Edge Computing

What is Edge Computing?

Edge Computing represents an important ICT trend in which computational infrastructure is moving increasingly closer to the source of data processing needs. The market drivers for this move include preparation for Internet of Things (IoT) networks, optimization of LTE and emerging 5G networks, and the ability to offer new and enhanced mobile applications such as Virtual Reality.

MEC will facilitate the rapid expansion of new and improved apps and services while optimizing IoT as well as LTE and 5G network deployments

This movement to the edge does not diminish the importance of centralized computing such as is found with many cloud-based services. Instead, computing at the edge offers many complementary advantages including reduced latency for time sensitive data, lower capital costs and operational expenditures due to efficiency improvements. For example, there is a reduced need for back-haul infrastructure as a result of localized data processing.

What is Edge Computing?

Edge Computing represents an important ICT trend in which computational infrastructure is moving increasingly closer to the source of data processing needs. The market drivers for this move include preparation for Internet of Things (IoT) networks, optimization of LTE and emerging 5G networks, and the ability to offer new and enhanced mobile applications such as Virtual Reality.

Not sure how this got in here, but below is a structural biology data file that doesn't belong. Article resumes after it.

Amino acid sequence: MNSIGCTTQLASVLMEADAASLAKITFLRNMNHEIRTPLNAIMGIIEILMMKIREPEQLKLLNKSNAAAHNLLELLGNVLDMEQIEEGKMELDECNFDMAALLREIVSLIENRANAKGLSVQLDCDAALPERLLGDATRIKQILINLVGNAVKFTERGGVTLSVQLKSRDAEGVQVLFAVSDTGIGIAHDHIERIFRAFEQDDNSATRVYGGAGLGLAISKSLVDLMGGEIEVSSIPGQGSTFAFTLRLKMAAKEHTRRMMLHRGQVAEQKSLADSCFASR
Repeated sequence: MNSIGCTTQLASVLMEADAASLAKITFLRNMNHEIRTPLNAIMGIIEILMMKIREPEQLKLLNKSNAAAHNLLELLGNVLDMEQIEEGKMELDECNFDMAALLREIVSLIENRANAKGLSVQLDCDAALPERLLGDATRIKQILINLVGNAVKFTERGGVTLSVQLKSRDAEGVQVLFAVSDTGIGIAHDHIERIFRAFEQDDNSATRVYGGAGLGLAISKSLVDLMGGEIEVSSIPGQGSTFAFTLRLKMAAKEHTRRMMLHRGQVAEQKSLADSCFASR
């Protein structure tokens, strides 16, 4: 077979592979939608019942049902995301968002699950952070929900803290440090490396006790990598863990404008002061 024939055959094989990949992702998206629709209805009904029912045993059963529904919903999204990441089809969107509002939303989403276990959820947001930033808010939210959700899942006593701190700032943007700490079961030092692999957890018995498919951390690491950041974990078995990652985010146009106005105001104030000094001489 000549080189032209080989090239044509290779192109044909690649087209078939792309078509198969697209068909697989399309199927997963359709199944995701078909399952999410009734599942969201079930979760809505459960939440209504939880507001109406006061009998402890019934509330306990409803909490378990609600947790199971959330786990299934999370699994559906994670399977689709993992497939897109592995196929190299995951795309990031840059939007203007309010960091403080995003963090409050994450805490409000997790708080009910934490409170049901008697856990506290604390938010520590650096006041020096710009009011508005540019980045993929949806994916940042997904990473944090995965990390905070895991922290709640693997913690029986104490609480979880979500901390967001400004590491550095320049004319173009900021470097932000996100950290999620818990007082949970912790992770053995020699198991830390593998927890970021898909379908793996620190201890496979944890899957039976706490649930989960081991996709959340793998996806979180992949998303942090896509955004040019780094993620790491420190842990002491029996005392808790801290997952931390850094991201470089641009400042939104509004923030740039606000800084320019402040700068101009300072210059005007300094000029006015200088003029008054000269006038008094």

MEC will facilitate the rapid expansion of new and improved apps and services while optimizing IoT as well as LTE and 5G network deployments

This movement to the edge does not diminish the importance of centralized computing such as is found with many cloud-based services. Instead, computing at the edge offers many complementary advantages including reduced latency for time sensitive data, lower capital costs and operational expenditures due to efficiency improvements. For example, there is a reduced need for back-haul infrastructure as a result of localized data processing.

Current Trends and Market Outlook

The “Edge” in this context can refer to the base station itself (eNodeB, RNC, etc.), but also data centers close to the radio network (e.g. at “aggregation points”). One of the terms that has arisen is “Cloudlet”, which refers to a micro datacenter that resides at the edge of the Internet.

Edge functionalities will pave the way to deploy innovative applications and services

Cloud Services Data on DemandRegardless of the terminology, or specific technologies involved, edge computing will usher into existence a wave of new solutions and services as well as enhance existing services. Existing latency dependent services such as Virtual Reality (VR) will benefit from improved accessibility as VR dependency upon a wired connection for required capacity and data transit time is diminished with edge computing.

New services such as real-time data on demand are anticipated to be a major benefit of edge computing. Contextual data associated with new and improved services such as gaming, information services, and other apps will become increasingly more valuable with edge computing.